#ifdef and #ifndef Directives

Preprocessor directives that determine whether a specific preprocessor constant or macro is defined.

#ifdef identifier ...
#ifndef identifier ...





Identifier of the constant or macro to check.



You can use the #ifdef and #ifndef directives anywhere that the #if can be used. The #ifdef statement is equivalent to #if 1 if the identifier is defined, and is equivalent to #if 0 if identifier is not defined or has been undefined using the #undef directive. These directives check only for the presence or absence of identifiers defined using the #define directive, not for identifiers declared in the C or C++ source code.

These directives are provided only for compatibility with previous versions of the language. The use of the defined operator with the #if directive is preferred.

The #ifndef directive checks for the opposite of the condition checked by #ifdef. If the identifier is not defined, the condition is true (nonzero); otherwise, the condition is false (zero).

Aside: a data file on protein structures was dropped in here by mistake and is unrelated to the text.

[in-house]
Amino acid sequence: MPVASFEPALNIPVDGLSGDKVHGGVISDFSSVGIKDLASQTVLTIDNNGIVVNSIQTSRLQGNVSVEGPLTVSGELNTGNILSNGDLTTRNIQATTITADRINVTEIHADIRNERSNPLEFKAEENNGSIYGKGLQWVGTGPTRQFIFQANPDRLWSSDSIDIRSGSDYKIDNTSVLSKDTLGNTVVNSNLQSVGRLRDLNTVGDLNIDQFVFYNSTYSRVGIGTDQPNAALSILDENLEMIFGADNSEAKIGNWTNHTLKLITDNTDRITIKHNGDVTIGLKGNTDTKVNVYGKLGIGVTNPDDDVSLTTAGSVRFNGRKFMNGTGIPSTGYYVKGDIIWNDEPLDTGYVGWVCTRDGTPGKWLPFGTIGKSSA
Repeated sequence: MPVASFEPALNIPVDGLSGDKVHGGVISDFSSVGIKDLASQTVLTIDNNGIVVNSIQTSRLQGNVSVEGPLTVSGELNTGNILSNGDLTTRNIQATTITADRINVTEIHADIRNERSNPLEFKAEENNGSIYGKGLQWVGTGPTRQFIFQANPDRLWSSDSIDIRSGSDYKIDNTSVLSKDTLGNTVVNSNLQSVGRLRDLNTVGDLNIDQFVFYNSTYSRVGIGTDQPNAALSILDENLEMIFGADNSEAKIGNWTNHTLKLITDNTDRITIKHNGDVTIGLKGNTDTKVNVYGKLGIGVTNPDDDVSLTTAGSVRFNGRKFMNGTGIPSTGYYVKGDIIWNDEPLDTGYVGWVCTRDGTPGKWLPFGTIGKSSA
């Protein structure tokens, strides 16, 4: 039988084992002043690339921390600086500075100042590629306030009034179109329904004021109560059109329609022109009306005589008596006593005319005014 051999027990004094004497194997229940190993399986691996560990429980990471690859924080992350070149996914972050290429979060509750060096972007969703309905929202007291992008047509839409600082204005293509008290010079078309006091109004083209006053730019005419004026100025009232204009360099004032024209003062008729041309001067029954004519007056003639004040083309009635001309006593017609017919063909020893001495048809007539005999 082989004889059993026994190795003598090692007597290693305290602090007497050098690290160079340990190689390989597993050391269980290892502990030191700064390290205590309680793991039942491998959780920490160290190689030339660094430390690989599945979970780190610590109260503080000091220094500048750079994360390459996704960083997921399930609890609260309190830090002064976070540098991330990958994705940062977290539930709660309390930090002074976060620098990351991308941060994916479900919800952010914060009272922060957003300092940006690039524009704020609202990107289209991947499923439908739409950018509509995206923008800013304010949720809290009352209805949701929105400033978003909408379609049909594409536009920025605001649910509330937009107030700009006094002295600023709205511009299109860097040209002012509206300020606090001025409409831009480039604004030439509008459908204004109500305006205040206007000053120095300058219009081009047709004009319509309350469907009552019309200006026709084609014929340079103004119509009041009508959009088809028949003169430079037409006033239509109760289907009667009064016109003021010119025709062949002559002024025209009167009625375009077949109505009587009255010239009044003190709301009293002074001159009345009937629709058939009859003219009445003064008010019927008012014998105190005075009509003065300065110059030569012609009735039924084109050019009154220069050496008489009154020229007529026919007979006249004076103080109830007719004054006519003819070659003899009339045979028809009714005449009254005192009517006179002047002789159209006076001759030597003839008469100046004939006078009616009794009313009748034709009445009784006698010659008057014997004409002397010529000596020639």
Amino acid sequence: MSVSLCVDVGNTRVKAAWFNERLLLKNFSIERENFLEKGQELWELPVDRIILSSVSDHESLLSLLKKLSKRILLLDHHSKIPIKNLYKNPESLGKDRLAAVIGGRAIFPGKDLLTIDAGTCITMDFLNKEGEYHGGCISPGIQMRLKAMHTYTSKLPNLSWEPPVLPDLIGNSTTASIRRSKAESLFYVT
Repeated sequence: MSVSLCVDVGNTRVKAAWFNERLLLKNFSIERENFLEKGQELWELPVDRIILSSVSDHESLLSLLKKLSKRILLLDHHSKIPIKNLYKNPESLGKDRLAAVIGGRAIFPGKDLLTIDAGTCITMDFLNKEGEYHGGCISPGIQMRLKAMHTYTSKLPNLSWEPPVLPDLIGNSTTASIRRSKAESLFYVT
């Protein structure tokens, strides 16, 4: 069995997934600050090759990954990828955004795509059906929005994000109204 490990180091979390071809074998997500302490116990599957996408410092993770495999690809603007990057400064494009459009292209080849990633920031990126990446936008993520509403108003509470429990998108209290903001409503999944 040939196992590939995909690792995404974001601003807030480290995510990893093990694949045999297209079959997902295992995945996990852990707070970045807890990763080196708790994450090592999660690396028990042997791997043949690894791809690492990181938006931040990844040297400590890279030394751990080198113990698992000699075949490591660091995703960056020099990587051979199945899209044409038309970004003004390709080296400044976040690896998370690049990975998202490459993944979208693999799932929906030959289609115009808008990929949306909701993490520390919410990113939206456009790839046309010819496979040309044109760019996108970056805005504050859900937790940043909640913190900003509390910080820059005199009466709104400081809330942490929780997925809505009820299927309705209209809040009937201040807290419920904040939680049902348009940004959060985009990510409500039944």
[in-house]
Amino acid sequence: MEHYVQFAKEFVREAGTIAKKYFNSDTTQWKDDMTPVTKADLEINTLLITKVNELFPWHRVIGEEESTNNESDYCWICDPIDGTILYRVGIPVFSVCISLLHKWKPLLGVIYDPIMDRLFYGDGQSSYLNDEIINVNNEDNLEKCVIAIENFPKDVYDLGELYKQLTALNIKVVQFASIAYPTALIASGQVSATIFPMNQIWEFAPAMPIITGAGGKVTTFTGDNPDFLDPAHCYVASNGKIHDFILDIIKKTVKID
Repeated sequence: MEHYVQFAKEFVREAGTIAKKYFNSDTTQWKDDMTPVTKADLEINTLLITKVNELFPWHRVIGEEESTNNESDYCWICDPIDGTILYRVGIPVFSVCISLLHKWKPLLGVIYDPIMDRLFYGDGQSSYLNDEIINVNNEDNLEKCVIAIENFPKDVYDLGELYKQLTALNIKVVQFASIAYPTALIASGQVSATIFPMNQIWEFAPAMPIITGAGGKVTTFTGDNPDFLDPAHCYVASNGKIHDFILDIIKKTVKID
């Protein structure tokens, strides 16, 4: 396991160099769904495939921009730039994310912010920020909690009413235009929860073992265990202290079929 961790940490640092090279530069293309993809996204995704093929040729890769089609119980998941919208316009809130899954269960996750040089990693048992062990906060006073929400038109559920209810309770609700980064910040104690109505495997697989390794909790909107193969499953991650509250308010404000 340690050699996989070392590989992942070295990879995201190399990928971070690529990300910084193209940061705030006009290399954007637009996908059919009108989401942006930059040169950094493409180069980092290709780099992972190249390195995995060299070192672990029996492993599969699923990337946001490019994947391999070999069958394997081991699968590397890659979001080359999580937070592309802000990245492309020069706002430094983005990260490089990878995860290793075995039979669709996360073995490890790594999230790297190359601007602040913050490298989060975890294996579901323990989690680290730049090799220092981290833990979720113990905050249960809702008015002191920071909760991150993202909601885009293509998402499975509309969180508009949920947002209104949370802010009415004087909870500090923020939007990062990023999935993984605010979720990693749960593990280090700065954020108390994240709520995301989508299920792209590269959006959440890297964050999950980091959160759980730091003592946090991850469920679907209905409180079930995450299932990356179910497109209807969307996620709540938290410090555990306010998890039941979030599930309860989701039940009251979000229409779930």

The identifier can be passed from the command line using the /D option. Up to 30 macros can be specified with /D. This is useful for checking whether a definition exists, because a definition can be passed from the command line. The following example uses this behavior to determine whether to run an application in test mode.

#ifndef test
  #define final
int main()

When compiled using the following command, prog.cpp will compile in test mode; otherwise, it will compile in final mode.

CL.EXE /Dtest prog.cpp

See also

Preprocessor Directives (DirectX HLSL)
#if, #elif, #else, and #endif Directives (DirectX HLSL)